A Ride To Peg's Pultneyville

One weekend while we were camped out at Dan's house in western New York State, Peggy said we were gonna ride up to Lake Ontario.  I was a little reluctant on accounta having just spent a month camped out at the Webster campground, which was on the shore of the lake.  She assured me I would enjoy the ride to Pultneyville, but still I unenthusiastically climbed into the SUV and only a grumbled a 'little' bit about it, shrugging, 'okay, back to da lake'.  Our time in New York was growing short cuz we'd been there six weeks already and November was fast approaching bringing with it what I feared might be snow, so I dreaded having to be 'wasting' one of our precious days together seeing the same area again we'd already been seeing for all this time.  She assured me I wouldn't be disappointed, and boy! was she ever right.  We drove back up to Webster and were met by the family of deer we had been seeing on a daily basis. Well, okay, you can never get tired of seeing that.

But then as we rode by way of the special scenic road called the Seaway Trail along the lake, the scenery changed dramatically as we rode through amazing apple orchards.  For a South Louisiana country boy, I was bug-eyed, nose-to-the-window as we passed all the trees loaded with all kinds of varieties of apples I aint nevah heard of.  I had no idea there was so many different kinds of apples.  And then, of course, there were grapes growing alongside them in many places, that being grape country as well. Peggy was right I was far from disappointed seeing all this.

When we got to the lake she took me to a park she usta love to come to and relax while gazing out over the lake.

    Okay, Cappy wanted me to tell you about this little park. The name is Forman Park. Just being in the park makes me feel as though I'm stepping back in time, to a more peaceful era. There's just something about the place. Even in summer, the air coming off the lake is cool and crisp. If the park is crowded; people everywhere, families picnicking or just relaxing, everyone is polite to one another, and still there's the quiet and restfulness. Often, I'd make the long drive by myself on weekdays when the kids were in school and folks were at work, leaving the park almost desolate. I'd go just to spend time alone to read, I might have my art supplies along, or just being still and listening to my own thoughts, or, and especially to try listen to what the Lord might be trying to tell me. And still today, when it's time to go home, it's always with sadness and regret that I have to leave, but I always do so with a sense of having been refreshed and with a longing to return soon. I hope Cappy felt that way, too. (To get a good feel for the place, click on the pictures to make them bigger)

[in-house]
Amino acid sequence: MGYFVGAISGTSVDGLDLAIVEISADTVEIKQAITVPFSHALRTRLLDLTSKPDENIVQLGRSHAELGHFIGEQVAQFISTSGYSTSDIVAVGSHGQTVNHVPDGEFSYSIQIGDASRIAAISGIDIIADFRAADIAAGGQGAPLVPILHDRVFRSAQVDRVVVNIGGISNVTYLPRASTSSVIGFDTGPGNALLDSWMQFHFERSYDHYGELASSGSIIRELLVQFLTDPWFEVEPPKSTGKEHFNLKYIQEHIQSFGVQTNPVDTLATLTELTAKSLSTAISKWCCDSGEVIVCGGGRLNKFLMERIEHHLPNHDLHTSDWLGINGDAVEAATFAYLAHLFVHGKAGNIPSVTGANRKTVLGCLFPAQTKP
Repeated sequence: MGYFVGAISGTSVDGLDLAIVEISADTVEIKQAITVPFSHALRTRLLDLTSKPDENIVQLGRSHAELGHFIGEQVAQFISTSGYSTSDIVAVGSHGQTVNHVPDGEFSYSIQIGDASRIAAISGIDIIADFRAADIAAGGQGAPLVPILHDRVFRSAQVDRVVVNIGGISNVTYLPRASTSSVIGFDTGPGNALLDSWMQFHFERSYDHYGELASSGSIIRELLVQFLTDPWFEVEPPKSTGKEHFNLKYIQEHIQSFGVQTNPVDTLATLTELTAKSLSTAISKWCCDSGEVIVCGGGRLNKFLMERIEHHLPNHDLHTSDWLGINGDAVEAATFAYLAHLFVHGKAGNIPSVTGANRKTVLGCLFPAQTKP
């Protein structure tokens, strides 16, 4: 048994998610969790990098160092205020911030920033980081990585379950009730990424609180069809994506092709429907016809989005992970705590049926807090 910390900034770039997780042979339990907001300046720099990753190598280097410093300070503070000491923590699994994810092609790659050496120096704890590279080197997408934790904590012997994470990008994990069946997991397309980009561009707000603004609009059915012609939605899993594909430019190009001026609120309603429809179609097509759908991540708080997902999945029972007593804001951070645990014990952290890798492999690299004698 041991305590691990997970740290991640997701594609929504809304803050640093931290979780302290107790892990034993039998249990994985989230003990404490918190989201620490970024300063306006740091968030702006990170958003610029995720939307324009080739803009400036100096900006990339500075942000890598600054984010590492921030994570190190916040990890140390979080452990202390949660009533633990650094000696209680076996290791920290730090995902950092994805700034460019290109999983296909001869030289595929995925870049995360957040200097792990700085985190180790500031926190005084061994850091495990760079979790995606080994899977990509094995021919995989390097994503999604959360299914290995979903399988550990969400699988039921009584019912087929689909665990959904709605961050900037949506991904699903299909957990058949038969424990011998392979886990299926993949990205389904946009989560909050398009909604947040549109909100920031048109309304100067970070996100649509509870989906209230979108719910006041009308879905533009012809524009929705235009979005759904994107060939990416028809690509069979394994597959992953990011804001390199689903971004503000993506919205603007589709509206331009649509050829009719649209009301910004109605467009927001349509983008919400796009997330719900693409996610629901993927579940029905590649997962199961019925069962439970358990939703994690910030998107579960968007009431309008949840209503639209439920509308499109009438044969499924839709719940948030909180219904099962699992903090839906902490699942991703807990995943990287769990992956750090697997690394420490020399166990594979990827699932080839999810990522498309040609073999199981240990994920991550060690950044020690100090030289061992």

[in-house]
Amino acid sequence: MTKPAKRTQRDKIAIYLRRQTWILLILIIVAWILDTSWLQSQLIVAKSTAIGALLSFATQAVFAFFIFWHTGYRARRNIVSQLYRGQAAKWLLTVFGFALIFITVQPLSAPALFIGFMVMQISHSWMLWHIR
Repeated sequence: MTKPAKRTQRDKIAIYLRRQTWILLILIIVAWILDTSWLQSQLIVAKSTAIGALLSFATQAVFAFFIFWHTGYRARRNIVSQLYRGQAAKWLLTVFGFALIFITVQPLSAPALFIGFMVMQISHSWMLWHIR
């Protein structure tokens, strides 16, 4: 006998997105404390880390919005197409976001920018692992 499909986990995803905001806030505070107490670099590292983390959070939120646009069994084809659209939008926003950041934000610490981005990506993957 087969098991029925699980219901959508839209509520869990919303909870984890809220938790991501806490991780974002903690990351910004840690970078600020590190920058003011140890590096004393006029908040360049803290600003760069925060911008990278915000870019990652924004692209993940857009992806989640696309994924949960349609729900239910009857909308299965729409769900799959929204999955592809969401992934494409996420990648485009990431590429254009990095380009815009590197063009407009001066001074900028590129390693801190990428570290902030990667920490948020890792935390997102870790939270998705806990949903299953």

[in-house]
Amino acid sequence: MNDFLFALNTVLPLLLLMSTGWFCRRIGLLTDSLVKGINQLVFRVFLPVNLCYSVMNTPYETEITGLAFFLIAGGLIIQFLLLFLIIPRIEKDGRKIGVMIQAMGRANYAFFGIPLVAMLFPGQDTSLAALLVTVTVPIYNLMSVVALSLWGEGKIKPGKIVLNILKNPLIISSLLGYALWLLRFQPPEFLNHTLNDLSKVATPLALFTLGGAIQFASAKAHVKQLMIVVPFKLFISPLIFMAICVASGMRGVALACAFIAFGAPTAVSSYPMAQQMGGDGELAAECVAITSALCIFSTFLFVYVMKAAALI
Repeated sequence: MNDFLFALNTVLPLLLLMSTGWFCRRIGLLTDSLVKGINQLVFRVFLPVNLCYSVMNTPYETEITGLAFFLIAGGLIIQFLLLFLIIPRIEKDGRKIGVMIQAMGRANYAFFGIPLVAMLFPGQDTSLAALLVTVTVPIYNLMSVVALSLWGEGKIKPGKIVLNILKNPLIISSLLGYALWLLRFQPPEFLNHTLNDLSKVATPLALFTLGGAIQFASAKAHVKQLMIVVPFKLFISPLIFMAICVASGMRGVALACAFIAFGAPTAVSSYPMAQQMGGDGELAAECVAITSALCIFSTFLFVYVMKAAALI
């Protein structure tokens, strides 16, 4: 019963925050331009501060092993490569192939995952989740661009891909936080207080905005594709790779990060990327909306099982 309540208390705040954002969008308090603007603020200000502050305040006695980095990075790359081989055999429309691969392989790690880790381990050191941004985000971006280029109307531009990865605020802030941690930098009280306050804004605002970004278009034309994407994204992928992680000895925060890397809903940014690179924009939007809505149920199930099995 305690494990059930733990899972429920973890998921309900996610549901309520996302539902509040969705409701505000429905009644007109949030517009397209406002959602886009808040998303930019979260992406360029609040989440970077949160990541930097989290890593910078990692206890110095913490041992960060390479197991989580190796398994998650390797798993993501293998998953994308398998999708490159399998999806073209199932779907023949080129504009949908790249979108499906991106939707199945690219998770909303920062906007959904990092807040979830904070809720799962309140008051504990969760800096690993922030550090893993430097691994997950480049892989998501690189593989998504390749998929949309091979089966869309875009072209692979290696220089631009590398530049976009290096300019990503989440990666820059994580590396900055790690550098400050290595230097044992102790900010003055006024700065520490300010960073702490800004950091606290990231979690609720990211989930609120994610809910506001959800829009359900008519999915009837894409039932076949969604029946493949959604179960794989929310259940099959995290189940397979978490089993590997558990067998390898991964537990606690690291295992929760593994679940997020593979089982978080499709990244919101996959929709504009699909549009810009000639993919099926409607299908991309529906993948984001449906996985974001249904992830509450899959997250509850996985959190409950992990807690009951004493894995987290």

The park was very nice and surprisingly not crowded.  I guess with all the apple orchards and harvest festivities around, everyone was elsewhere, so that made our visit all the better. We stopped at a restaurant/ice cream stand/bar there in Pultneyville and had a nice visit looking at the boats in this marina, while she had some frozen raspberry sorbet, keeping the windows of the SUV up and the heater on, cuz it was cold out up there already. The heater on...eatin' ice cream cuz it's cold outside. Shakin' my head. We're always laughing about one thing or another wherever we go, so that's a good thing.
      On the drive back to our camper we passed several front yard fruit and vegetable stands where folks were selling their harvest goodies.